Writing from the heart

Jennifer Bardsley believes in friendship, true love, and the everlasting power of books. She lives in Edmonds, Washington with her husband and two children, and walks from her house to the beach every chance she gets. Her newest book, “Sweet Bliss,” will be published by Montlake Romance in 2021. Jennifer also writes under the penContinue reading “Writing from the heart”

Book Marketing From Your Couch

  Social media can be confusing, but book marketing from the couch is easy once you learn how. Discover how to grow your Facebook author page from zero to thousands of followers. Learn how to reach readers on Instagram and Twitter. Have fun connecting with your audience from the privacy of your own home! Start a FacebookContinue reading “Book Marketing From Your Couch”

Dear Fifteen-Year-Old Me

Dear Fifteen-Year-Old Me, That Sophomore staring up into space isn’t you. This is her first year at a brand new high school and she intends to dumb herself down, show some skin, and wear platform sandals. It seems like a brilliant plan for blending in—and it works. Dances, boyfriends, breaking up with boys you justContinue reading “Dear Fifteen-Year-Old Me”

The brave men of 741st Tank Battalion

Once when I was little my grandma told me the story of my grandpa’s service in WW II and I didn’t believe her. I knew that my grandpa was considered a hero, and had a purple splotch across his hand, but the story my grandma told was unbelievable. She was a well-known embellisher of ideas,Continue reading “The brave men of 741st Tank Battalion”

What makes a book “good?”

Reading and Writing are tied together like puzzle pieces. If something is boring to write (like a thank you card) it will also be boring to read. That’s why it’s so important to think about what makes reading and writing exciting. This post contains the outline for a writing lesson I did with my son’sContinue reading “What makes a book “good?””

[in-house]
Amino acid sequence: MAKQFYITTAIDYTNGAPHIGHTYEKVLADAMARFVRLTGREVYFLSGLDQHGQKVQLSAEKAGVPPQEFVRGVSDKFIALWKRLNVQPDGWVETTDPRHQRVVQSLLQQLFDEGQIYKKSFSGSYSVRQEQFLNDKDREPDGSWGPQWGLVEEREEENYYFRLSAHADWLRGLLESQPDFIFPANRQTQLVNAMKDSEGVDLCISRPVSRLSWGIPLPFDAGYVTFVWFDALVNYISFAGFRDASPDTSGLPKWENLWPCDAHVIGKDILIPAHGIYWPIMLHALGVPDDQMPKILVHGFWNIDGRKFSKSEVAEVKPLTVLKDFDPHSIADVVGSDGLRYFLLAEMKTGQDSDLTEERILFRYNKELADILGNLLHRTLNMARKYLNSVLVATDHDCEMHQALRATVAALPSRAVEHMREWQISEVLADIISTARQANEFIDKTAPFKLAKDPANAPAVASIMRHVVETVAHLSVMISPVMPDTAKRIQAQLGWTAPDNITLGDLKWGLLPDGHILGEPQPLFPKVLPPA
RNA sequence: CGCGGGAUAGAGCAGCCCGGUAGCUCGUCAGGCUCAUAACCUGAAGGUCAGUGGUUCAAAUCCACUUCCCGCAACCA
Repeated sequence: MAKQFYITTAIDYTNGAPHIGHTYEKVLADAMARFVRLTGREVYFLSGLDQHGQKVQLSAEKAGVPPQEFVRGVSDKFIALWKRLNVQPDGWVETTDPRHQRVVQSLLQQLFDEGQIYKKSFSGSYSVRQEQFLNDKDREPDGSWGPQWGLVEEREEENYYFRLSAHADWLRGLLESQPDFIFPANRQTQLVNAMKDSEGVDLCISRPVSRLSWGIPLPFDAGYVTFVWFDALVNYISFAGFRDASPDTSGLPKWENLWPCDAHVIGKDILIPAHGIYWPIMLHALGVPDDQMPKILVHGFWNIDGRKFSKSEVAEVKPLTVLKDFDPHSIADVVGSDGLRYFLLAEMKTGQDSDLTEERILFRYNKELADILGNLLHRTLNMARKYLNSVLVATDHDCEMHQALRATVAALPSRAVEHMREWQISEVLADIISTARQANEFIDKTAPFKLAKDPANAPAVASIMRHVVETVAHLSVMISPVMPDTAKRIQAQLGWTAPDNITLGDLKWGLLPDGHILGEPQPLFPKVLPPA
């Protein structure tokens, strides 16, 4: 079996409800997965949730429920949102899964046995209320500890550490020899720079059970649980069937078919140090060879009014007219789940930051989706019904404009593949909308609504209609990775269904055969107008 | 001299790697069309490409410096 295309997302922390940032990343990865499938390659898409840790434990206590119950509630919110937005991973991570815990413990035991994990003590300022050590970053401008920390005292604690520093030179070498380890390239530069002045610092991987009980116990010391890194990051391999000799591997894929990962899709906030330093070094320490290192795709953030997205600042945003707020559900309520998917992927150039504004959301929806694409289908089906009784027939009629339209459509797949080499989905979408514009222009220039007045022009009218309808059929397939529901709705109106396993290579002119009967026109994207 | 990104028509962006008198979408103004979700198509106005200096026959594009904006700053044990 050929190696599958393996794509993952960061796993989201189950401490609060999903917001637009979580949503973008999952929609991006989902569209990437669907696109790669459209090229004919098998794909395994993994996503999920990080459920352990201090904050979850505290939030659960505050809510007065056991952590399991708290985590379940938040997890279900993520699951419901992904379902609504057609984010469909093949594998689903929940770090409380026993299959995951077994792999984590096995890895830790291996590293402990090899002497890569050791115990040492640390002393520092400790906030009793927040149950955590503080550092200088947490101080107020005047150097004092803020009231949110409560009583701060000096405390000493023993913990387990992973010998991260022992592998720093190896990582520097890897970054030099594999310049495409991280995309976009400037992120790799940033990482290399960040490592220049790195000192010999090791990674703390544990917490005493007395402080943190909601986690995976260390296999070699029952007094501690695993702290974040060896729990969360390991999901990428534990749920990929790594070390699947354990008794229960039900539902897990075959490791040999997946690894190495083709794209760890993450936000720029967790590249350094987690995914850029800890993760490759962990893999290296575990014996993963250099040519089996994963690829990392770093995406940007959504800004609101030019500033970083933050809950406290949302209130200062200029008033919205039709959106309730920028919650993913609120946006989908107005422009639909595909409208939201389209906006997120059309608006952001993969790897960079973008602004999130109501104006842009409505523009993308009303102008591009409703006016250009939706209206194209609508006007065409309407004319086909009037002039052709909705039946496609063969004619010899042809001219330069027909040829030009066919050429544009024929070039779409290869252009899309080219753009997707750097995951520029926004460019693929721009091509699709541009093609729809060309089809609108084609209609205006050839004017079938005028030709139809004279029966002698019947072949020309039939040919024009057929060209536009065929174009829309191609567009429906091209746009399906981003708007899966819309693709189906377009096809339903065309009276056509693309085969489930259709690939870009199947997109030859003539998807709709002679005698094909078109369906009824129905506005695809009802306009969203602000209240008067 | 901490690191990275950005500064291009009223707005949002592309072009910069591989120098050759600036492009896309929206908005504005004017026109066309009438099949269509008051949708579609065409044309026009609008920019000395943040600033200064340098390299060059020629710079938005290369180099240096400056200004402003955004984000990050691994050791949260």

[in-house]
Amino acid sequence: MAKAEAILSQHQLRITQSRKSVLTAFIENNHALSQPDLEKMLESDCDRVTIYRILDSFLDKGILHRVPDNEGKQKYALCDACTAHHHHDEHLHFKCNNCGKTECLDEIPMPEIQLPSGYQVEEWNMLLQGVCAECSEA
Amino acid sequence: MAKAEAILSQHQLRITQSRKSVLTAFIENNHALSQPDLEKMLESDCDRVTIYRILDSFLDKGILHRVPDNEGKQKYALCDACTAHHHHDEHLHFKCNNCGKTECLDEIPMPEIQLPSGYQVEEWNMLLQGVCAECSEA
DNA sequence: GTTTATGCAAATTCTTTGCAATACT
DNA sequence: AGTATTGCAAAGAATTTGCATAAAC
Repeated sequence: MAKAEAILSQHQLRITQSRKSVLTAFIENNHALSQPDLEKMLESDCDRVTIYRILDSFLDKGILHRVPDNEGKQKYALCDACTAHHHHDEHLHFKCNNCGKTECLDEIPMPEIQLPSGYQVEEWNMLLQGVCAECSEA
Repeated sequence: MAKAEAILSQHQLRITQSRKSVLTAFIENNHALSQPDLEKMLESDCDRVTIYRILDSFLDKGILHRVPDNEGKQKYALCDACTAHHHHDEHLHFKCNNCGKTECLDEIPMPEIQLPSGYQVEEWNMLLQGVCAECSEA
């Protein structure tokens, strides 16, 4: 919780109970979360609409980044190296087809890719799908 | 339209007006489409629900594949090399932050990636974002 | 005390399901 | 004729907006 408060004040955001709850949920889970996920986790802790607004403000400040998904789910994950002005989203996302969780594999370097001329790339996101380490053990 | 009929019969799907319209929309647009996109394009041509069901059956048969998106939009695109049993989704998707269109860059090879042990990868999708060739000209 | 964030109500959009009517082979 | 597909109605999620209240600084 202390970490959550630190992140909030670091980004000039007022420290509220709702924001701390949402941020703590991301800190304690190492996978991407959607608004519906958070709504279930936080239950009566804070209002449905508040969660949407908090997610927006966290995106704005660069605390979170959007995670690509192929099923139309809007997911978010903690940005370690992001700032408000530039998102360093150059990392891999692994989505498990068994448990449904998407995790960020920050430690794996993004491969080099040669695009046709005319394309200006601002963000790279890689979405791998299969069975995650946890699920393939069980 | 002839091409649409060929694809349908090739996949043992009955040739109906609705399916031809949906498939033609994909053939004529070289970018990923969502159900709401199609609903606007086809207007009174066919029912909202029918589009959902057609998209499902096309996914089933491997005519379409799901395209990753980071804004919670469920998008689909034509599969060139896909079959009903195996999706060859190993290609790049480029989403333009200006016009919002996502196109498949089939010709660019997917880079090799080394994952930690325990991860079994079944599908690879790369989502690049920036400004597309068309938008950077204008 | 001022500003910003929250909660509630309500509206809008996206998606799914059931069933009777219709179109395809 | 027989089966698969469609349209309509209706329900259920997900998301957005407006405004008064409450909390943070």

Ten Revising Tips for Writers

Here are the top ten revising rules I live by as a writer: Avoid adverbs whenever possible. Adverbs can signal weak verbs. Do a “find and search” for commonly overused words such as: just, even, that, really, going to, or whatever your pet-problem-words happen to be. Unless you are writing for young children, limit speaker tagsContinue reading “Ten Revising Tips for Writers”

Understanding Story Arcs

There’s nothing like crawling around the kitchen floor–marker in hand–to understand a book’s true structure. In my case, I map out arcs for every character. What’s an “arc”? Good question, because it’s a bit confusing. Sometimes you’ll hear “ARC” and it means “Advance Review Copy” for a book that has not yet been published. Other times,Continue reading “Understanding Story Arcs”

How and Why I Started Writing

Eight years ago I wrote my first novel and it went nowhere. In retrospect, I can see why. Did I make my first ten pages count? Unfortunately, no. My inciting incident didn’t happen until page thirty. Was my book in an easy to pigeon-hole genre? No, not really. I marketed it as chick-lit in my queryContinue reading “How and Why I Started Writing”

Make Barbie Suffer…and other tips to add tension to your plot

Two of the best writing tips I ever got were from Kim Purcell, author of Trafficked during a workshop she gave many years ago at the Write on the Sound conference in Edmonds, WA. When we entered the classroom there was a basket covered with a cloth. “What’s in the basket?” we all wondered for the first five minutesContinue reading “Make Barbie Suffer…and other tips to add tension to your plot”

Map your Characters

  Click Character_Map to download the PDF. Are you an aspiring author? One of the hardest things about writing a book is making your characters seem alive. By the 22nd revision of a manuscript, you should know your characters innermost thoughts. In your imagination, you can project their futures, and describe their pasts.  If Good Morning America interviewedContinue reading “Map your Characters”